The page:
November 29th marked the first Sunday of Advent for the year 2020. I especially enjoy when Advent starts right on the heels of Thanksgiving. While I strive for a grateful heart at other times, Thanksgiving keeps me focused more intently on gratitude. And what better heart attitude than gratitude with which to begin Advent? I rejoice at the opportunity of gratefully waiting, anticipating the arrival of the promised Messiah. This year more than any other, we need advent hope in times of darkness.
Advent is a season of waiting, expecting and hoping. The word “advent” implies a “coming” or “visit”, and appropriately, at Christmas we prepare for “Christ”. Advent encompasses a rich tradition of remembering Israel’s hope for the coming of God’s Messiah to save, forgive and restore. But we also remember our hope of the second coming of Jesus, and our need for a Savior to save us from sin. Lastly, I prefer to think of Advent as a way to prepare to welcome Jesus into my “world” and into my heart anew.
times of darkness
Despite the lyrics of the beloved Christmas carol, “Silent Night”, all was not “calm and bright” that first Advent. Just as Zechariah prophesied in Luke 1:78-79, God’s people sat in deep darkness and in the shadow of death. Matthew 4:16 further captures the extent of the darkness shrouding His people. Jesus came to a world, not full of comfort, joy and peace, but He stepped into a world shrouded in darkness and a people helpless to dispel it.
Jesus came that first Advent rather to bring peace to a world in turmoil and offer comfort to those who suffered. He entered the world bringing good tidings of great joy for those awash in a sea of sorrows. Jesus, the true Light came to dispel the darkness. Jesus, appearing as the true Advent hope in times of darkness.
A Seeming Hopeless Darkness
Today, we can easily gloss over the darkness of that first Advent. But consider the way in which Jesus entered the world at His birth. Sketchy details of His origins, an unwed mother, pregnant, her betrothed dealing with the shock and grief of that truth. Whispered suspicions, judgements, gossip spread throughout Nazareth. An arduous journey to Bethlehem; some believe Joseph took Mary with him even though she was not required to go, to protect her from condemning people. And finally the indignity of the stable and manger.
a light the darkness could not overcome
Jesus, the true Light that shined in the darkness, (John 1:5) came to defeat the deep darkness of God’s people. But that victory did not appear immediately, for “He came to his own, and his own people did not receive him”. (John 1:11) Men loved darkness rather than light, because of their evil deeds. (John 3:19)For three decades Jesus, the Light of the world, lived, breathed and taught those who came to Him the truth that would free them from their darkness.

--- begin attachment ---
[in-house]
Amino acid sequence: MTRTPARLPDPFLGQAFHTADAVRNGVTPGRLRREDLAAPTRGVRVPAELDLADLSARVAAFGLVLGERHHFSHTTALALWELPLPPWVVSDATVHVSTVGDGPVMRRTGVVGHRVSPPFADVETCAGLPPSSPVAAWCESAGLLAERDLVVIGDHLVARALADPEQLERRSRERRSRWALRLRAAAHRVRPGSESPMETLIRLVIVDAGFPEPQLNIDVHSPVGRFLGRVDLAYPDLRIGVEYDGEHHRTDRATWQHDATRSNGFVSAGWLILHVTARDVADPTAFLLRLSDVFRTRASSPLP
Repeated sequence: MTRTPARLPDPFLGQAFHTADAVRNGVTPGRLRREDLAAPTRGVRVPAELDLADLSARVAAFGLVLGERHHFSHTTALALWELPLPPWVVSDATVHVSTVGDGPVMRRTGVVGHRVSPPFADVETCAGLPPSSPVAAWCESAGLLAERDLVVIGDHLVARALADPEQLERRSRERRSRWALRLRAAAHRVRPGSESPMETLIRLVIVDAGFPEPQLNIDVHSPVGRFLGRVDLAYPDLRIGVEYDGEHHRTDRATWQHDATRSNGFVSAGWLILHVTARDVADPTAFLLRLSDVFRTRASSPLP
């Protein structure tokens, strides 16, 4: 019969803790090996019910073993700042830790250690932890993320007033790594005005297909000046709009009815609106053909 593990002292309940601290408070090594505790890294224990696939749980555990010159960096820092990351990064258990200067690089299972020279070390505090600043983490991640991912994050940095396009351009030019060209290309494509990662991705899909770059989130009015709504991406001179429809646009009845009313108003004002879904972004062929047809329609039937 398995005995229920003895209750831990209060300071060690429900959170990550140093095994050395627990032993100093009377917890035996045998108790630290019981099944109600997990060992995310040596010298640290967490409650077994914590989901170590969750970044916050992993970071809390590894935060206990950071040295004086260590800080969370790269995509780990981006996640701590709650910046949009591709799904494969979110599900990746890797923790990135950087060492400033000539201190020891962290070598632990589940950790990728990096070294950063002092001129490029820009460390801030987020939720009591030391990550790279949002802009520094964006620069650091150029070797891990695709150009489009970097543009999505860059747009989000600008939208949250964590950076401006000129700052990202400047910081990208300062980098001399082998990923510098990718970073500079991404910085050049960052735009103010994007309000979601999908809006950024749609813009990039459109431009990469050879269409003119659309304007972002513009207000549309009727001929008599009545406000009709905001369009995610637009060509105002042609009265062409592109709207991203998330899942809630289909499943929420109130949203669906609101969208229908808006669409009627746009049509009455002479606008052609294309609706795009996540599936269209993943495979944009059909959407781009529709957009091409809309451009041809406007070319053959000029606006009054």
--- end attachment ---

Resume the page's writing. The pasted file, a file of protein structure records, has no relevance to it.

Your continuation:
Until that day on Calvary, when Jesus delivered the final blow to death and darkness. From about the sixth hour until the ninth hour the world lay in a literal darkness, symbolizing the battle to wrest souls from sin and evil. Then followed by the darkest sabbath while Jesus, the true Light lay dead, held by darkness and the shadow of death for the last time. There in that very darkness the Light defeated the powers of death and darkness once and for all.
light in times of darkness
As Christians, we celebrate deliverance from the kingdom of darkness, now dwelling in the Kingdom of God’s beloved Son, Jesus. (Colossians 1:13) We know that God shined the light of the glorious gospel into the darkness of hearts, (2Corinthians 4:6), yet we live in a dark world. While God graciously brought the Light of the world to us in our darkness, He also fashions us to shine that light to others.
2020 offered us some of the darkest days we can remember. We live under ominous clouds of an oppressive and slow moving pandemic, racial and varied injustices and a contentious election outcome. All of which many of us have never seen in our lifetimes. How can we offer advent hope in times of darkness to those around us?
advent hope in times of darkness
Advent begins just as the days of winter darken, as we head into the darkest six weeks of the year in this hemisphere. May we remember the true Light shines brighter at the darkest of times. As we celebrate the first Advent of Jesus Christ at Christmas may our hope in His Second Coming compel us to shine into the darkness around us.
Midway through the six weeks of winter darkness we’ll turn and focus on the most brilliant turning point in all of history; the birth of Christ. What will this Christmas offer us? Perhaps at the end of a year such as this, we may see the Day Star from on High appear such as we never saw before. Advent is about hope, waiting, expectation and the knowledge that no darkness will overcome His Light.
Whether or not you have a specific Advent tradition, my new resource, “Welcoming Emmanuel” Bible Verse Reflections to Prepare Your Heart For Christmas”, is a wonderful addition or stand alone resource designed to enrich your daily quiet times. The best part? It’s FREE! Sign up below and grab your copy today!